[Pw_forum] Slab optimization with -24kbar stress!!!
davidfoster751 at yahoo.com
Fri Dec 5 16:36:17 CET 2014
Dear Cyrille, Nicola, and Serge
Thanks for your helps.
My main problem comes back to the computational method section in scholarly papers.
In adsorption of molecules on surfaces, authors say that they cleave a surface from fully optimized (vc-relax) unit cell, enlarge it 2*2 or
3*3 times in u and v directions, and then define 15-20 angstrom vacuum in the z direction.
Then all of them take 2-4 bottom layers fixed to represent bulk, and only relax (and not vc-relax) other atoms containing
If I do according to the published works, I get large stress, as it was discussed in previous long discussion.
If I do according to Nicola's advice, the stress eventually reduces, but the bottom layers positions will not be the bulk ones.
Which one is correct?
Serge, maybe in the links you have provided this issue has been addressed. I will read them.
Ph.D. Student of Chemistry
On Fri, 12/5/14, Serge Nakhmanson <smn at ims.uconn.edu> wrote:
Subject: Re: [Pw_forum] Slab optimization with -24kbar stress!!!
To: "PWSCF Forum" <pw_forum at pwscf.org>
Date: Friday, December 5, 2014, 5:24 PM
On 12/5/14 5:11 AM,
David Foster wrote:
1- Cyrille, I fixed both in-plane and z-direction lattice
constants. I need to fix the 15A vacuum in the z to prevent
periodic interactions for studying adsorption.
Just my 2 cents to add to this.
(a) Residual surface stress is a perfectly
"legal" quantity. Some
people hunt for it (as well as for the surface elastic
specifically with DFT. You can check it out here:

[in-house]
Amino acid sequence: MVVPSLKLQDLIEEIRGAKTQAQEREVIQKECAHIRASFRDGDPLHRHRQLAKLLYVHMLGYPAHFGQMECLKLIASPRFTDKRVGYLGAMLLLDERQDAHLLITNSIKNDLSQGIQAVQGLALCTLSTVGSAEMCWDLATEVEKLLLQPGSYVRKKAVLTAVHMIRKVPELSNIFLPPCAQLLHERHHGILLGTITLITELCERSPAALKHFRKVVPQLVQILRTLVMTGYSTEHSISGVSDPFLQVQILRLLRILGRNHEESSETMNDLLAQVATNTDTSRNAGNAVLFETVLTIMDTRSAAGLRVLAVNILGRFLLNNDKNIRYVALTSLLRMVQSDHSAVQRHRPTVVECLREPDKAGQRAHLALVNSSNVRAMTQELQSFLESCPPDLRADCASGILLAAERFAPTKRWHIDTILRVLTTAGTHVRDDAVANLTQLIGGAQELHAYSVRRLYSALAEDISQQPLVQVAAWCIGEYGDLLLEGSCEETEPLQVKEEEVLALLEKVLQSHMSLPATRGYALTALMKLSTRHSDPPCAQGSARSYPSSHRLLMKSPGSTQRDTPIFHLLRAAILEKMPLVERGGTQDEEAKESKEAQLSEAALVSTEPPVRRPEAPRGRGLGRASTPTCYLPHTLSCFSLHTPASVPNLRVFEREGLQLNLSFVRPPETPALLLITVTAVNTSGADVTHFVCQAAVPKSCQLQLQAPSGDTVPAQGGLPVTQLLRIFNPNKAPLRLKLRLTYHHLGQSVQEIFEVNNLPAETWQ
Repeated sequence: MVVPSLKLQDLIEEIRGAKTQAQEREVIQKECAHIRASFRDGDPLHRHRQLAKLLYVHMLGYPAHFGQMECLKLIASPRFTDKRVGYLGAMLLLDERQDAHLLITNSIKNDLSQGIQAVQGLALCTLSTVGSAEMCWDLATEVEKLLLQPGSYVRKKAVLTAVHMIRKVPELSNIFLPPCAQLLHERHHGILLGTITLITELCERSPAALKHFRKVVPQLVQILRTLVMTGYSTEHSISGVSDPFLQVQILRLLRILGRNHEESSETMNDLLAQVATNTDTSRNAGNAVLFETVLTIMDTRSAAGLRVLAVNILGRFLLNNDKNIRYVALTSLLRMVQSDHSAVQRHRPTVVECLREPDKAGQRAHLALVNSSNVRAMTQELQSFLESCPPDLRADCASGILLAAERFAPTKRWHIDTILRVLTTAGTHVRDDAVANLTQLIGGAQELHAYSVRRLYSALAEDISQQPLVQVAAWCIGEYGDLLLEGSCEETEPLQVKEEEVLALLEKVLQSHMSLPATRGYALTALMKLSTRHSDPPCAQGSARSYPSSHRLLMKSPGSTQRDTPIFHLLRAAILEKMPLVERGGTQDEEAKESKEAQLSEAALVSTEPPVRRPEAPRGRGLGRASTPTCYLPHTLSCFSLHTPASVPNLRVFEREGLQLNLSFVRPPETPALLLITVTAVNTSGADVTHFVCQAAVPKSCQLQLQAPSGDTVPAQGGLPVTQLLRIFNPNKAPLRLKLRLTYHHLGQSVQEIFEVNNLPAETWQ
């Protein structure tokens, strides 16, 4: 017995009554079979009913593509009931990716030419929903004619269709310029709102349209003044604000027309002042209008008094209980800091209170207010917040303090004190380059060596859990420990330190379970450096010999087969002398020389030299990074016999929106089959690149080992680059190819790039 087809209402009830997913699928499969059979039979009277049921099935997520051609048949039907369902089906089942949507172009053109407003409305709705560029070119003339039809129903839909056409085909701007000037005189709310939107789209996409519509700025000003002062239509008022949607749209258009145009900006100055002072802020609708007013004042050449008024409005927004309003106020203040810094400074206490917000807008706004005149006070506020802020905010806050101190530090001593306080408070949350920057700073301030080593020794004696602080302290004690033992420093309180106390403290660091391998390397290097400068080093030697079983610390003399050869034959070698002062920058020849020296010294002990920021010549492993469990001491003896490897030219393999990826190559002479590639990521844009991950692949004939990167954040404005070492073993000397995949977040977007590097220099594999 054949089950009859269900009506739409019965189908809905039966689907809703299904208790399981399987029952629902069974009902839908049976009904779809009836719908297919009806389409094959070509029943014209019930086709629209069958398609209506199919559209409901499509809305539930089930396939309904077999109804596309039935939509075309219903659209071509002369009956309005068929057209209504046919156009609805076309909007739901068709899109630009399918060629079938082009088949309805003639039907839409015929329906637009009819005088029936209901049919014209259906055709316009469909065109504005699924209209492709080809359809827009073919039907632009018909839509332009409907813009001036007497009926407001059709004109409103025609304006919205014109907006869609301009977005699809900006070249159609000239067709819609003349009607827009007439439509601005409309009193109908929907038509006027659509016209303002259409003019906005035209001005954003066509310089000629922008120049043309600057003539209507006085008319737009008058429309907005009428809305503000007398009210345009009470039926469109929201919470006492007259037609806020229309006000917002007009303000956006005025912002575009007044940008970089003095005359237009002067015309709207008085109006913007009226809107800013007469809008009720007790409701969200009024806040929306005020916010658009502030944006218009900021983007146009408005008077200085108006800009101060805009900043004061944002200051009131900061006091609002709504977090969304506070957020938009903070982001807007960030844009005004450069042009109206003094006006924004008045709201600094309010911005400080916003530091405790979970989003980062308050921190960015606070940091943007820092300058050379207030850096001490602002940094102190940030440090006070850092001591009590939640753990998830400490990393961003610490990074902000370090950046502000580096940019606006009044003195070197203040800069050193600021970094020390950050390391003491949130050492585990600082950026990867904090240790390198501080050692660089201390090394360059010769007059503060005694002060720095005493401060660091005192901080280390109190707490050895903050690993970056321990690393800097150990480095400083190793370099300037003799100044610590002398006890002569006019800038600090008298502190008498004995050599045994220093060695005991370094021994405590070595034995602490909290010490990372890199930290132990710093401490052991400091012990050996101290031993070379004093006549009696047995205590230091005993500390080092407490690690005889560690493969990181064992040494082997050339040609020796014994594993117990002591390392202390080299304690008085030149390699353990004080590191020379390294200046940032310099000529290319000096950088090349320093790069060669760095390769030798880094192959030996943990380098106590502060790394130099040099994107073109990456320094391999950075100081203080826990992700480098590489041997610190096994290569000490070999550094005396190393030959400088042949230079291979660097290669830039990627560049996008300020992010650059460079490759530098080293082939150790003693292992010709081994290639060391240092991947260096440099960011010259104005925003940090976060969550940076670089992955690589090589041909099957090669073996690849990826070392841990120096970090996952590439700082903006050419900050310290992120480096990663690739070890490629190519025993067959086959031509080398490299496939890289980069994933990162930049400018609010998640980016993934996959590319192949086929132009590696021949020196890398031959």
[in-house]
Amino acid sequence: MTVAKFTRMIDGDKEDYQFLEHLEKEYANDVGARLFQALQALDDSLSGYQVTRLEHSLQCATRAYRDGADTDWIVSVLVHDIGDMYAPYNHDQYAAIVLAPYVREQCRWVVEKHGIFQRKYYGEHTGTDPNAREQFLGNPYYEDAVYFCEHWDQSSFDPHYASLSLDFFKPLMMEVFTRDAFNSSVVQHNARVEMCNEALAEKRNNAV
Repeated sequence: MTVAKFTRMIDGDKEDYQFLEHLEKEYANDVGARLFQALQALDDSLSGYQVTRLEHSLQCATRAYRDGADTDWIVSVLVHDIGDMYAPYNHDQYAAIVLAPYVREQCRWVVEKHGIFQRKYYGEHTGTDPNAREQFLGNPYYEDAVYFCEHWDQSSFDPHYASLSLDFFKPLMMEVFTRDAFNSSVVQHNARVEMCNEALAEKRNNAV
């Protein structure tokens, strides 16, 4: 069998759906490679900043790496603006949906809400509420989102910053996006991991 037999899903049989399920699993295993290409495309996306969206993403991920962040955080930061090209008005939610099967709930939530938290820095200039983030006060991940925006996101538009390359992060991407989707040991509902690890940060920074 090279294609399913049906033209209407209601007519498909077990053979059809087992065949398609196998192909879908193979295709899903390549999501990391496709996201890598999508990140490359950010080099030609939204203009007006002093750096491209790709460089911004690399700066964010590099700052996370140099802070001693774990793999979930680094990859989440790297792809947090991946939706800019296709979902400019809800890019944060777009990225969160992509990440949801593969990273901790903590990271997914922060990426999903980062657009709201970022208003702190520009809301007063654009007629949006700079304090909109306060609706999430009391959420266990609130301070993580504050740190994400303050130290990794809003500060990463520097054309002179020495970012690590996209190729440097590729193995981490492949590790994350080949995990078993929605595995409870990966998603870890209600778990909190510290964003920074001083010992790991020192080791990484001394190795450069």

It is a lot of fun! :)
(b) You have to be *extremely careful* when attaching
molecule?) to your surface, as this will open a
new can of worms. You will need to check if your
combined system is
likely to have a dipole moment pointing perpendicularly
the slab -- and it might. Then you may have to keep an
plane running through the middle of your slab [adding
atoms to the calculation] or apply a dipole correction
calculation convergence much slower]
to get rid of it. If you don't, you run a chance of
spurious electric field in vacuum due to interaction
polarized slab and is periodic images.
There is an old paper that comments on the situation:
but much more had been published since then.
The really graceful way of studying slabs involves using
a code that
can do 2D PBC in plane and break periodicity along
perpendicular direction. But then you have to abandon
the PW basis
-- i.e., codes like VASP and QE -- and use something
Serge M. Nakhmanson
Dep-t of Materials Science & Engineering, and
University of Connecticut
Storrs, CT 06269-3136
Phone: (860) 486-5252
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